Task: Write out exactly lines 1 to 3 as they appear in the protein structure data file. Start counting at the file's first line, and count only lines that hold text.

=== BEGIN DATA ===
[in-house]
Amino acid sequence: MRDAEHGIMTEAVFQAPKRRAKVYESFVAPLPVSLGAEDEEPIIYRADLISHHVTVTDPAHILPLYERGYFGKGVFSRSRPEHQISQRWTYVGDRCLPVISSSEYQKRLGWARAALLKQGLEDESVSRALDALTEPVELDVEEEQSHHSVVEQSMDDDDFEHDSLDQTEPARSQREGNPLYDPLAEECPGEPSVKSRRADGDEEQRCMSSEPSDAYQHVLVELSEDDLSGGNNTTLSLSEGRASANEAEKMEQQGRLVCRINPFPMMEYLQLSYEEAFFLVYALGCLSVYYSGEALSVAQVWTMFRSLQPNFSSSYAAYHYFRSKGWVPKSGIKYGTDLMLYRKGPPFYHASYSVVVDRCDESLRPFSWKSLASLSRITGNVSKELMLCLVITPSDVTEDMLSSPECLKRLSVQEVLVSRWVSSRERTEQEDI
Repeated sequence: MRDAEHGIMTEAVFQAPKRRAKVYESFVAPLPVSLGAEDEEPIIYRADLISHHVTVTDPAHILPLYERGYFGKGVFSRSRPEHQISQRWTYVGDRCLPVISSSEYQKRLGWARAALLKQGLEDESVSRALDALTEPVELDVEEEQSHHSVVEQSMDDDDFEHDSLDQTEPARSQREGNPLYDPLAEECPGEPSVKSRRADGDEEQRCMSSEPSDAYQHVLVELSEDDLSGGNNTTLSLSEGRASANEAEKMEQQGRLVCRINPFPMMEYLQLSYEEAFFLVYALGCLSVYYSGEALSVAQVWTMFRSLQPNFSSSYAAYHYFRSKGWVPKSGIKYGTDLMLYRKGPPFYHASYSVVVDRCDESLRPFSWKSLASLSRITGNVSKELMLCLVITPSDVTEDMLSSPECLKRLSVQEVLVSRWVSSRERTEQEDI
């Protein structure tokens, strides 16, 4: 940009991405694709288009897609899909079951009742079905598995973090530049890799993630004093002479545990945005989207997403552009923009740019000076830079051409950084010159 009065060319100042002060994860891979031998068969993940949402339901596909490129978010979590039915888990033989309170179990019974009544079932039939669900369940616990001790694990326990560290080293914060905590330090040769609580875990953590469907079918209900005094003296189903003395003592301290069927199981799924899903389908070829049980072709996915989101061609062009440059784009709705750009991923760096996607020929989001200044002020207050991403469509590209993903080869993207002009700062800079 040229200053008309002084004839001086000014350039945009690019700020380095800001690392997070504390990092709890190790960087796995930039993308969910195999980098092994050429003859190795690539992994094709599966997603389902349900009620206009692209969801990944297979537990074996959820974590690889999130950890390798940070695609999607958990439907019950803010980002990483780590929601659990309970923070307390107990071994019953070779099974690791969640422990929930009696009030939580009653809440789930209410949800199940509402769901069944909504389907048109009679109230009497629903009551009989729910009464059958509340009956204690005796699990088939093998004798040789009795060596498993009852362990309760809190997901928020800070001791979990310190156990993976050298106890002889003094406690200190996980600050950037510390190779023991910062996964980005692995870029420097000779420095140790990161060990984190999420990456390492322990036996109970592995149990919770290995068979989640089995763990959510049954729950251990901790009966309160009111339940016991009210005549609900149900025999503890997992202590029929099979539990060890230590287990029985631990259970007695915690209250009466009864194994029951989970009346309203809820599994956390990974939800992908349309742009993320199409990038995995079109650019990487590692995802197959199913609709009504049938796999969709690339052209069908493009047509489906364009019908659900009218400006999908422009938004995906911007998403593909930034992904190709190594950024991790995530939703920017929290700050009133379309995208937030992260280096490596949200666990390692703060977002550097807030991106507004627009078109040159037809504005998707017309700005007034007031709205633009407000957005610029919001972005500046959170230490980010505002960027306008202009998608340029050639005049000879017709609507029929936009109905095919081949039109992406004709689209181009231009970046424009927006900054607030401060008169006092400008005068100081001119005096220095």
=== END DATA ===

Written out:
[in-house]
Amino acid sequence: MRDAEHGIMTEAVFQAPKRRAKVYESFVAPLPVSLGAEDEEPIIYRADLISHHVTVTDPAHILPLYERGYFGKGVFSRSRPEHQISQRWTYVGDRCLPVISSSEYQKRLGWARAALLKQGLEDESVSRALDALTEPVELDVEEEQSHHSVVEQSMDDDDFEHDSLDQTEPARSQREGNPLYDPLAEECPGEPSVKSRRADGDEEQRCMSSEPSDAYQHVLVELSEDDLSGGNNTTLSLSEGRASANEAEKMEQQGRLVCRINPFPMMEYLQLSYEEAFFLVYALGCLSVYYSGEALSVAQVWTMFRSLQPNFSSSYAAYHYFRSKGWVPKSGIKYGTDLMLYRKGPPFYHASYSVVVDRCDESLRPFSWKSLASLSRITGNVSKELMLCLVITPSDVTEDMLSSPECLKRLSVQEVLVSRWVSSRERTEQEDI
Repeated sequence: MRDAEHGIMTEAVFQAPKRRAKVYESFVAPLPVSLGAEDEEPIIYRADLISHHVTVTDPAHILPLYERGYFGKGVFSRSRPEHQISQRWTYVGDRCLPVISSSEYQKRLGWARAALLKQGLEDESVSRALDALTEPVELDVEEEQSHHSVVEQSMDDDDFEHDSLDQTEPARSQREGNPLYDPLAEECPGEPSVKSRRADGDEEQRCMSSEPSDAYQHVLVELSEDDLSGGNNTTLSLSEGRASANEAEKMEQQGRLVCRINPFPMMEYLQLSYEEAFFLVYALGCLSVYYSGEALSVAQVWTMFRSLQPNFSSSYAAYHYFRSKGWVPKSGIKYGTDLMLYRKGPPFYHASYSVVVDRCDESLRPFSWKSLASLSRITGNVSKELMLCLVITPSDVTEDMLSSPECLKRLSVQEVLVSRWVSSRERTEQEDI